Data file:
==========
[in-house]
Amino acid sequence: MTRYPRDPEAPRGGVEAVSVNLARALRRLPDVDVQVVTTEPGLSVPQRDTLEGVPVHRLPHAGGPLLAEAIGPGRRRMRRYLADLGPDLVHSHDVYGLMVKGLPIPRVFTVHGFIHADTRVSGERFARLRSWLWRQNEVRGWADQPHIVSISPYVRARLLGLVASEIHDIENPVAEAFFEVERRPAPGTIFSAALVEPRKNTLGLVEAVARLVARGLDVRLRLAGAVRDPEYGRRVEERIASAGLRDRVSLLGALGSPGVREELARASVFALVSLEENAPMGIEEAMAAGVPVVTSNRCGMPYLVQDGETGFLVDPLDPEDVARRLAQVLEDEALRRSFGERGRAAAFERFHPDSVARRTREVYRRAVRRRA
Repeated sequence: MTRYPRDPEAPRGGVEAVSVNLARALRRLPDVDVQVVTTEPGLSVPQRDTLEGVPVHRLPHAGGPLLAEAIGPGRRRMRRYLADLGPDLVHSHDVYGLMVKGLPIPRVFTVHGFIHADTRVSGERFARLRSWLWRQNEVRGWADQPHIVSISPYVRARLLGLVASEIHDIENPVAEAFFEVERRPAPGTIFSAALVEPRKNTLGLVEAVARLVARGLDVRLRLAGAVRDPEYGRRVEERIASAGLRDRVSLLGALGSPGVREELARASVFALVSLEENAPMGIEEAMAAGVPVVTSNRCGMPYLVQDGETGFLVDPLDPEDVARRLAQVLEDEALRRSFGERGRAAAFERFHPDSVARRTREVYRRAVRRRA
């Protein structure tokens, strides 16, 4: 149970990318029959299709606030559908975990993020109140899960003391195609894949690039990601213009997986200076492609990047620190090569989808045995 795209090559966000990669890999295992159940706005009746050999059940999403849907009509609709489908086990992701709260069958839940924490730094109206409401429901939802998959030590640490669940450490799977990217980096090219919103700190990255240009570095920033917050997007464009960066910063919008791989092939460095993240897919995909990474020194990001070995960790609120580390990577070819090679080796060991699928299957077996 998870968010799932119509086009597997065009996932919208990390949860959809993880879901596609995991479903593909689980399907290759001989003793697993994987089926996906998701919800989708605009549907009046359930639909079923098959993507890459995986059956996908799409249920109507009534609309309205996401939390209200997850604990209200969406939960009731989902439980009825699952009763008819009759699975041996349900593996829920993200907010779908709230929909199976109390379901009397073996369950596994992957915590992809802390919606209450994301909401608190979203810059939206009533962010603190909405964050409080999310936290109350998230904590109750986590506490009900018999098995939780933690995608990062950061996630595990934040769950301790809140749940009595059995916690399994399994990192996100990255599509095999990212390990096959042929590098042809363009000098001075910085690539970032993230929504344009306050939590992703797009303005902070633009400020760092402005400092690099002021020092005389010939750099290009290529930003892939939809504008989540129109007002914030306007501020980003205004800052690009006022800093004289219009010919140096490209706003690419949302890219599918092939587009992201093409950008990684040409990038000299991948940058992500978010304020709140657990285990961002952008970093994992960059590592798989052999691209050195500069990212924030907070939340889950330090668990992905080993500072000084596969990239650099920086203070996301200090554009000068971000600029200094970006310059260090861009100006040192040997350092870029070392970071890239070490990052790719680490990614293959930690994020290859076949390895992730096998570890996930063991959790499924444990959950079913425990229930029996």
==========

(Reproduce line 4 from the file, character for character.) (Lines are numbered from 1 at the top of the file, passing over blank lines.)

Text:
């Protein structure tokens, strides 16, 4: 149970990318029959299709606030559908975990993020109140899960003391195609894949690039990601213009997986200076492609990047620190090569989808045995 795209090559966000990669890999295992159940706005009746050999059940999403849907009509609709489908086990992701709260069958839940924490730094109206409401429901939802998959030590640490669940450490799977990217980096090219919103700190990255240009570095920033917050997007464009960066910063919008791989092939460095993240897919995909990474020194990001070995960790609120580390990577070819090679080796060991699928299957077996 998870968010799932119509086009597997065009996932919208990390949860959809993880879901596609995991479903593909689980399907290759001989003793697993994987089926996906998701919800989708605009549907009046359930639909079923098959993507890459995986059956996908799409249920109507009534609309309205996401939390209200997850604990209200969406939960009731989902439980009825699952009763008819009759699975041996349900593996829920993200907010779908709230929909199976109390379901009397073996369950596994992957915590992809802390919606209450994301909401608190979203810059939206009533962010603190909405964050409080999310936290109350998230904590109750986590506490009900018999098995939780933690995608990062950061996630595990934040769950301790809140749940009595059995916690399994399994990192996100990255599509095999990212390990096959042929590098042809363009000098001075910085690539970032993230929504344009306050939590992703797009303005902070633009400020760092402005400092690099002021020092005389010939750099290009290529930003892939939809504008989540129109007002914030306007501020980003205004800052690009006022800093004289219009010919140096490209706003690419949302890219599918092939587009992201093409950008990684040409990038000299991948940058992500978010304020709140657990285990961002952008970093994992960059590592798989052999691209050195500069990212924030907070939340889950330090668990992905080993500072000084596969990239650099920086203070996301200090554009000068971000600029200094970006310059260090861009100006040192040997350092870029070392970071890239070490990052790719680490990614293959930690994020290859076949390895992730096998570890996930063991959790499924444990959950079913425990229930029996």